Respondents’ use of evidence-based newborn care practices in the home varied widely (table 3). More than three quarters of respondents exclusively breast fed their baby in the past 24 hours. Fewer than half of respondents practisced proper umbilical cord care (put nothing on the cord) before the cord fell off. Practice of skin-to-skin care at any time was low, as were hand hygiene practices while feeding the baby or handling baby stool/urine. Newborn care practices were similar across states, with the exception of some variation in cord care practices (data not shown). Respondents who received any postnatal education had slightly higher rates of newborn care practices (with the exception of breast feeding; table 3), and rates of evidence-based practices varied slightly by type of education received (online supplementary table 1). Respondents who received topic-specific education on cord care, skin-to-skin care or handwashing had higher rates of the corresponding newborn care practices (online supplementary table 2).
Implications for postnatal education programming
New study data highlight the need for postnatal education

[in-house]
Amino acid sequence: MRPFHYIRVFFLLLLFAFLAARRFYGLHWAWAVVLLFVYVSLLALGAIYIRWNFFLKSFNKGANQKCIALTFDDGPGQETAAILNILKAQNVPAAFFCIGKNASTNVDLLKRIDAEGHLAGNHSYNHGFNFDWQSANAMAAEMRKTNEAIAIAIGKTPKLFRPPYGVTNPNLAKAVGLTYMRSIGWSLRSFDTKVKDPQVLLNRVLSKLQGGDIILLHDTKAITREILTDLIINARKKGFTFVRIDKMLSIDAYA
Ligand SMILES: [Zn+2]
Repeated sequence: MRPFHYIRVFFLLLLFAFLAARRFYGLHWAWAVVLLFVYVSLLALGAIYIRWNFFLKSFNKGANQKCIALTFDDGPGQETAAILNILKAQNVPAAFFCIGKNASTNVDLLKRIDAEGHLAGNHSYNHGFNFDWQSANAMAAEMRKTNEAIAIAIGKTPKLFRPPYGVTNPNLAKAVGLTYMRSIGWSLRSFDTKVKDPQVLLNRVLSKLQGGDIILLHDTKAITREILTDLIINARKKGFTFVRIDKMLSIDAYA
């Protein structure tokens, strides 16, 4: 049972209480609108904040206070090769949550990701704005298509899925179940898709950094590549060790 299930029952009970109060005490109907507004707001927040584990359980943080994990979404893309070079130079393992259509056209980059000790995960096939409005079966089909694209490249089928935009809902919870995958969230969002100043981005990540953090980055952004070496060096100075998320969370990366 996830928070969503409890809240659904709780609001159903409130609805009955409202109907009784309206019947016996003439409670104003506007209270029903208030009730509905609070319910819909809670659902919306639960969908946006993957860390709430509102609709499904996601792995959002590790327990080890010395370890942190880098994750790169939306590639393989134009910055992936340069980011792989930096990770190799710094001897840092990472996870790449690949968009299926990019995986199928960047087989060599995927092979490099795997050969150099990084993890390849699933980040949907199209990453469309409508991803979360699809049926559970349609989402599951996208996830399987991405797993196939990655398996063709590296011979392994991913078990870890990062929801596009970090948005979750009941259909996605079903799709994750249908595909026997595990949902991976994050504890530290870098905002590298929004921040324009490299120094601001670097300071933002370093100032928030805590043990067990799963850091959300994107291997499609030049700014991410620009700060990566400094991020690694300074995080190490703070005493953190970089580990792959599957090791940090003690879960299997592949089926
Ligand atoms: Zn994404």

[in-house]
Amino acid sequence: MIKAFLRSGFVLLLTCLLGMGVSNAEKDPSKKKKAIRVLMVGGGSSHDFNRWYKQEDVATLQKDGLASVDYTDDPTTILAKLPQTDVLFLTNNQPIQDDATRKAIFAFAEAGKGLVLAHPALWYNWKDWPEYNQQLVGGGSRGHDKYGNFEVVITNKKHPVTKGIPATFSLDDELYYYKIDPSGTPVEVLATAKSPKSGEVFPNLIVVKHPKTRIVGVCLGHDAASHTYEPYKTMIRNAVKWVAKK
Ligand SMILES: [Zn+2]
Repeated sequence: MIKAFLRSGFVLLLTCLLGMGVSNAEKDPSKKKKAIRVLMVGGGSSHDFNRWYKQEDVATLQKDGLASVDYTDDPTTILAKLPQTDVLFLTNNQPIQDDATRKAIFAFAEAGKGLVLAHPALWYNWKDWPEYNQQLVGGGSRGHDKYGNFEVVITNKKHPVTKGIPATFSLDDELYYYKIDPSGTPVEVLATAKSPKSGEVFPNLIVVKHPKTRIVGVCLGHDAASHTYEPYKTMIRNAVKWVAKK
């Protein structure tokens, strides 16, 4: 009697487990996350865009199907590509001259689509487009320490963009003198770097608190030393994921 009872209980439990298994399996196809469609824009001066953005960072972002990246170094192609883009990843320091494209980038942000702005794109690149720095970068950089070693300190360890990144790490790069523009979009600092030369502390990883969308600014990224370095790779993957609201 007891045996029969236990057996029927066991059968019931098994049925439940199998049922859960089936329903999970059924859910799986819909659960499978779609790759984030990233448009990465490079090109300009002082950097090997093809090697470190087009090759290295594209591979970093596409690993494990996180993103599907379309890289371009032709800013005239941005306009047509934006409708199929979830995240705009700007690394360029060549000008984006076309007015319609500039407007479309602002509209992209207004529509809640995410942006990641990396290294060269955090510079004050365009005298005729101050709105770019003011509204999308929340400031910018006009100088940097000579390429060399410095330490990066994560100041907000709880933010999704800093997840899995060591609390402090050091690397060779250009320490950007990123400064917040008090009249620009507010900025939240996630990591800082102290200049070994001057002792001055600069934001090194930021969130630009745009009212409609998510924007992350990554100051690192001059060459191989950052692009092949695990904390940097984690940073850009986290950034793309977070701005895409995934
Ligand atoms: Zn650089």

Our survey results highlight a clear need for postnatal education aimed at improving families’ use of evidence-based newborn care practices. More than half of respondents did not receive any postnatal education in this preintervention setting, and if they did, it was mainly about breast feeding. This is consistent with existing evidence that the majority of postnatal education in LMICs focuses on breast feeding.15 The education rate for breast feeding (26%) is comparable to another study from India, although that study found higher education rates on hygiene and identifying danger signs of illness.21 Our survey data show that mothers’ use of evidence-based newborn care practices at 4 weeks post delivery is relatively low, with the exception of exclusive breast feeding. The high rate of exclusive breast feeding (77%) is consistent with other studies from India at 4 weeks post delivery21–23 as well as the India National Family Health Survey 2015–2016 rate of exclusive breast feeding for babies under 2 months old,24 and aligns with our study team’s expectations given the country’s investments in breastfeeding promotion programmes. The rate of proper umbilical cord care (46%) is consistent with a systematic review of cord care practices in LMICs that found widespread traditions of applying substances to the umbilical cord,25 and aligns with the study team’s experience that clean/dry cord care is not always discussed in hospital discharge instructions. The low rate of skin-to-skin care (8%) likely reflects the fact that relevant healthcare practice guidelines in India focus specifically on kangaroo mother care (a more detailed version of skin-to-skin care for low birth weight and preterm newborns), and those programmes have only recently been introduced in some states. One study in Nepal found a considerably higher rate of skin-to-skin care (70% in control group at 5–6 weeks post delivery),26 indicating there may be variation in this practice across regions.